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Charlie Villanueva has vowed that he is putting injuries and ineffectiveness in the past and has a new conditioning program that is going to transform his body and his game. But is it real or deja vu all over again?
It is that time of year again -- an offseason ritual as common as the groundhog seeing his shadow and a J.J. Abrams show getting canceled after one season. It is officially the point in the offseason when Charlie Villanueva laments the previous season and vows that he is in the best shape of his life.
The latest comes via an amusing one-two punch. 1. The traditional Villanueva story -- this time with the conceit that he has been transformed by an extreme boxing regimen; and 2. Vincent Goodwill, being one of the more athletic beat writers there is (talk about damning with faint praise) and always game to do new things gets put through the official CV workout and pukes out a little of that afternoon's pizza.
Look, I don't hate Villanueva and I don't think you'll find many writers at DBB being among the village mob that called for him to be amnestied last year (because it didn't make any financial sense to do so). I wasn't nearly as disappointed in his production his first two years in Detroit as I was with Ben Gordon's. Yes, he is a terrible defender but he has obvious offensive gifts that can help such a point-starved team.
Still, these annual conditioning stories are bordering on ridiculous. Here is the highlight from v.3.0:
"Different situations each time (year). My lowest year was last year by far. At least I played my first two years. Then last year my body couldn't. The lockout played a role in it, not knowing when you'll go back to work. My mindset wasn't the same. Now I know I have to be back Oct. 1."
At the suggestion of Pistons strength and conditioning coach Arnie Kander, Villanueva has been doing sauna workouts, which help with metabolism, assist with detox and inflammation and having the training effect without beating the body up.
Now, Villanueva says, he's a changed man:
He started a few months ago and it's become addictive to the eighth-year forward, after the initial awkwardness.
"Then I wanted to get better at this. Then it became, I want to do this all the time. I could see my body getting better and better," he said.
If this all sounds incredibly familiar that is because it is. There was this in 2010:
"Throughout my whole career, last year was actually the worst year of my career," Villanueva said during Pistons' media day. "Joe Dumars, the whole Pistons organization, made a commitment to me for five years. And last year was a disappointing one, for me and the team. I just wanted to show everyone that I'm committed to improving, committed to learning from what happened last year."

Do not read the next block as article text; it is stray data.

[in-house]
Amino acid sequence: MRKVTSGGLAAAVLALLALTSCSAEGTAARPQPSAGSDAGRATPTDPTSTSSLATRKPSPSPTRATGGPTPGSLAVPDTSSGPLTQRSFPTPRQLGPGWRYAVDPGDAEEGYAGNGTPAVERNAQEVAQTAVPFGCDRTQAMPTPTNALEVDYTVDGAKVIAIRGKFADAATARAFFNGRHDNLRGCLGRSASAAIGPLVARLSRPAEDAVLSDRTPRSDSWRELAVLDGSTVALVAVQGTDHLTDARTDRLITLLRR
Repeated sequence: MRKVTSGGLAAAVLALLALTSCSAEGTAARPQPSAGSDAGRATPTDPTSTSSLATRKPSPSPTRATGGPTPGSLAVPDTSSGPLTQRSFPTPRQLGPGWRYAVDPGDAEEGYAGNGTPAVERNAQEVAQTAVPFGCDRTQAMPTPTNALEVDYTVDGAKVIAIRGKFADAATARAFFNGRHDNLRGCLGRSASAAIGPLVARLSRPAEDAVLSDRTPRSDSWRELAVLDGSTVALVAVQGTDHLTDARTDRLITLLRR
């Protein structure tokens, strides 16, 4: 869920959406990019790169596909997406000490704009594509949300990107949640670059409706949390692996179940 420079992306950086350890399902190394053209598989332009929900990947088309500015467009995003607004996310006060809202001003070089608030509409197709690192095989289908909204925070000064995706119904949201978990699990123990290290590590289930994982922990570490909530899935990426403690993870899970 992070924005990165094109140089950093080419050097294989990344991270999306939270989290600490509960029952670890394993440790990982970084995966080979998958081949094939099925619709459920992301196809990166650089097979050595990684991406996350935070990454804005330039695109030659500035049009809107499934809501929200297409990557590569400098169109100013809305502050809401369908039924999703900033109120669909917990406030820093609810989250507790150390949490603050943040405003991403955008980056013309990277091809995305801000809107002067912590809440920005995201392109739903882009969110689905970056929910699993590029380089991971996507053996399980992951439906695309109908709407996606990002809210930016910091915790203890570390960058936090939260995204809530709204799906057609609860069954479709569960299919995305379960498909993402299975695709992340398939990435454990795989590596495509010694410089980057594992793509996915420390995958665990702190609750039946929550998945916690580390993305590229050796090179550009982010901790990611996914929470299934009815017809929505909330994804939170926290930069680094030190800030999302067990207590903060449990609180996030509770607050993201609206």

@Law_Junky: How hard do you commit yourself in the off-season? Rumors are your lazy and don't take the training to serious, is that true?
1) How hard will I commit this off-season? Like never before! This will be my first off-season staying in my NBA city.#31REPLIES
In April, Villanueva said he would stay and work out in his NBA city during the offeason for the first time. Ted Kulfan of the Detroit News reported Wednesday that Pistons officials confirmed Villanueva had been working out "diligently."
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And Kulfan actually went to the practice facility and saw Villanueva, who seems to understand what's necessary:
"I want to change my whole body," said Villanueva, who wants to get stronger and quicker.
And remember when he finally got healthy after a freak ankle injury last season?
Nobody has spent more time with Villanueva over his injury-marred season than strength coach Arnie Kander, whose well-documented knack for concocting unique remedies has helped Charlie V get in the best shape of his basketball life.
Villanueva has lost 30 pounds, Kander said, since training camp and is at his lightest, with his lowest body-fat percentage, since he got to the NBA. He's done it with a workout regimen centered around sweating in the sauna.
Maybe this year is different. Maybe he's reached a new level of athleticism that will enable him to commit to a new level of defense. I'm just afraid it really has more to do with his head than his muscles. He simply has poor defensive instincts both in man, in team, in terms of boxing out for rebounds, etc.
Still, if he is healthy he could provide scoring punch off the bench. But to give that offensive lift he is going to have to fight more than body, he is going to have to fight Jason Maxiell, Jonas Jerebko Greg Monroe, Andre Drummond and Slava Kravtsov in a loaded big man rotation.
Is there still room for a productive CV? Always. Will he be productive? Once again, the jury is out.